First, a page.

The Loop. How Technology Is Creating a World Without Choices and How to Fight Back 2/5
5/ Guidance Systems
Humans like the deception that they control their own lives and behaviours. [MK: specifically in a corporate setting it’s very important to create a certain corridor for one’s decision-making permissions so that a person feels empowered to the extent that it’s needed by the organisation.]
Poverty and hunger do affect mental abilities and human bodies in a big way. People are impaired by both states of existence so that they can’t focus on anything else; the deprivation consumes their whole mental energy.
People with and without material resources are experiencing distinct realities; their worlds are far apart. Hence, any self-help books asking for changes in perception (without changing the objective reality) are not helpful at all – human brains are disabled by the unmet needs.
Risk may become attractive (we all know the risks associated with smoking and those who smoke do it nonetheless). By the time such behaviour starts being deadly, the person has already reproduced, so there’s no adverse evolutionary selection of smokers vs non-smokers. The author makes an analogy of modern products being addictive like cigarettes. [MK: I wonder if the analogy of a second-hand smoker holds when describing someone being around a social media addict.]
It took 119 years to recognise that cigarette smoking is bad; how long will it take to figure out the long-term damage of the modern products also appealing to our sense of instant gratification? How can one single out a certain feature of a recommendation algorithm [insert your favourite social media service] that has messed with the head of a would-be terrorist? It’s much easier to identify the health effects of smoking than the behavioural effects of social media.
With addiction, it’s easy to blame the addicted person instead of the addictive nature of the drug and the environment facilitating and sometimes encouraging drug use; the same analogy can be applied to the social media addiction.
A self-serving bias: when something goes right – a person attributes this to their traits or behaviours; when it doesn’t – the environment and others are to blame. Depressed and anxious people have it the other way around, and it’s scary.
MK: Let’s not forget that humans were made optimists by the evolution: they tend to forget / suppress bad memories or reframe them in a way that it’s possible to live with them without being re-traumatised.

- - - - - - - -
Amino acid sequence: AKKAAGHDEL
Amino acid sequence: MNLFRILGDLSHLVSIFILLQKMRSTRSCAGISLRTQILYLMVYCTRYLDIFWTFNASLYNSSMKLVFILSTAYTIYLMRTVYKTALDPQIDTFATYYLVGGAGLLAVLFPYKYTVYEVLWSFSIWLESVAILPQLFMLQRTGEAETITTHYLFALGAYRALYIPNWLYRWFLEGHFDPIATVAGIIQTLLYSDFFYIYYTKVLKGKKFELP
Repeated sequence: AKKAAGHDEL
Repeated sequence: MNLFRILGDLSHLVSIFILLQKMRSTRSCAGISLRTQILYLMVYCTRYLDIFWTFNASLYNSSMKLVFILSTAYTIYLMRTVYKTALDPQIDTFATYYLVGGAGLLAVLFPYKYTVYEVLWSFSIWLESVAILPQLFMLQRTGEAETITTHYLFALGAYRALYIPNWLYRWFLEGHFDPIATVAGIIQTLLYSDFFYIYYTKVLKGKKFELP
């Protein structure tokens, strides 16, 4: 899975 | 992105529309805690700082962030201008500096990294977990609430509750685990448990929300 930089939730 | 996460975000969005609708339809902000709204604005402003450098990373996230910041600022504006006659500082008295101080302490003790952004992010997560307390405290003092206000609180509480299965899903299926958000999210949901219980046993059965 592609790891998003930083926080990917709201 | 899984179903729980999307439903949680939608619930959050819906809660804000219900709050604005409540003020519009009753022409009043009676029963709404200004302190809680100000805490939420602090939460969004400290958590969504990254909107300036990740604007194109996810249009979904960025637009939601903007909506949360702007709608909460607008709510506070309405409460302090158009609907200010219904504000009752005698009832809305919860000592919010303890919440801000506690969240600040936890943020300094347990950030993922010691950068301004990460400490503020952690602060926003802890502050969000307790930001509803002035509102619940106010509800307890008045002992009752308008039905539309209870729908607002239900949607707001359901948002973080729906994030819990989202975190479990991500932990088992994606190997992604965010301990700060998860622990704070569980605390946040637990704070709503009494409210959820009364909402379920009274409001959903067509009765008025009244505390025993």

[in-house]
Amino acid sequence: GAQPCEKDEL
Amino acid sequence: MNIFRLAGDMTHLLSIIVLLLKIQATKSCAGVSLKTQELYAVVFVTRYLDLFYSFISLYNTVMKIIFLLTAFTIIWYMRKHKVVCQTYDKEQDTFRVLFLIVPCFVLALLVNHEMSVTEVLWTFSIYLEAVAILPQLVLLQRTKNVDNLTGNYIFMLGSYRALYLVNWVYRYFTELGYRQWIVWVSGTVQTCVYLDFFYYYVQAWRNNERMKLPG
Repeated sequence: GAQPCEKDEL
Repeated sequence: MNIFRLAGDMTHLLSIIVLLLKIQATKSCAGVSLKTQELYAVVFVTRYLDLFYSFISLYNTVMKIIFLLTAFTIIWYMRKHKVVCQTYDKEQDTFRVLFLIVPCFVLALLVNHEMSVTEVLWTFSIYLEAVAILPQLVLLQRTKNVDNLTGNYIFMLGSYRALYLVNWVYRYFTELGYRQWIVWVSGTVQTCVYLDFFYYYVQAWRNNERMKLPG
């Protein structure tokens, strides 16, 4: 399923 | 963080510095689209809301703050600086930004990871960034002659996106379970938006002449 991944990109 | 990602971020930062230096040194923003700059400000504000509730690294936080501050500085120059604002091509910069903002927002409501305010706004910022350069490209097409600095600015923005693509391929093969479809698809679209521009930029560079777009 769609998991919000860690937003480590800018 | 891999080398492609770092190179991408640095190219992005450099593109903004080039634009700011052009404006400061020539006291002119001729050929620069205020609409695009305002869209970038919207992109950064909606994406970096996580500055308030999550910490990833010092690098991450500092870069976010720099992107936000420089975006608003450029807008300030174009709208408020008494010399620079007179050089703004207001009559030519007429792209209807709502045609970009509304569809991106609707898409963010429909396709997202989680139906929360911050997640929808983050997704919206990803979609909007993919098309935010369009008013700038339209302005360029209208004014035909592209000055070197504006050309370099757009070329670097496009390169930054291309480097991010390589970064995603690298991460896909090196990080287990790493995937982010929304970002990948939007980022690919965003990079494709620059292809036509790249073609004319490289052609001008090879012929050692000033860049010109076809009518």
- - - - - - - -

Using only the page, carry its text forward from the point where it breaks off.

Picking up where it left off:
Intentional behaviour (choosing a car to buy, an example of a major decision) is shaped by a complex web of reasons, beliefs, and desires. Unintentional behaviour (a slip in judgement or forgetting something, etc.) is prone to the actor-observer asymmetry: one rationalises their own mistakes, but attributes others’ mistakes to their inner traits and character.
MK: the author later mentions a wonderful book by Robert Cialdini “Influence”, which I’ve read maybe 10 times since I was a teenager.
An example that hits close to home: ex-drinkers (same as ex-smokers) often feel the urge to drink when the environment resembles the one where they used to consume alcohol. Hence, avoidance is a working (not the only one, though) tactic. Humans are programmed to make shortcuts in decision making: make similar decisions in similar environments. It’s not rational decision making (i.e., System 1), but emotionally it is pleasing regardless of the social and health consequences.
MK: then the author for some reason uses the debunked part of the Prospect Theory stating that loss avoidance is stronger than benefits seeking (it’s not). It is true, though, that people avoid uncertainty at all costs, and this can be manipulated via proper framing of options.
The author talks about a very famous example from Richard Thaler’s “Nudge” book about opt-in vs opt-out choice when it comes to upsells/cross-sells.
Addiction (be it for social networks or gambling) is not about winning, it’s about spending time on the activity. Winning can be sometimes considered an unwelcome distraction.
MK: the book hasn’t said it yet, but it’s a very well-known fact that most mobile games rely on the so-called “whales” – the people who account for the majority of in-game revenues. The magic is figuring out who these people are (i.e., predict who can and will get addicted) and how to get them into the game and away from the competitors. Think about this the next time you download a mobile game with in-app purchases.
MK: there’s the special kind of software to figure out with a very high degree of certainty if a person can’t control their gambling behaviour at a given point in time. Me being cynical would guess that it’s less about the person’s wellbeing, but rather more about the negative PR effect and compliance mechanisms required to provide a flair of legitimacy to the gambling operation. (I’m a very strong opponent of gambling, by the way.)
Mobile apps have a huge advantage over in-person physical activities: they aren’t nearly as regulated as their offline counterparts as long as there’s no gambling for the real money. [MK: I’m taking a guess here, but I’m sure there have to be jurisdictions where even playing for the “funny money” is considered full-on gambling?]
Companies developing and selling addictive technologies and products engage in PR whitewashing claiming that there are two major groups of people: those who can control their behaviours (playing offensive with their mental responses) and the gullible others. It’s pleasing (but factually incorrect) to think of oneself belonging to the first category.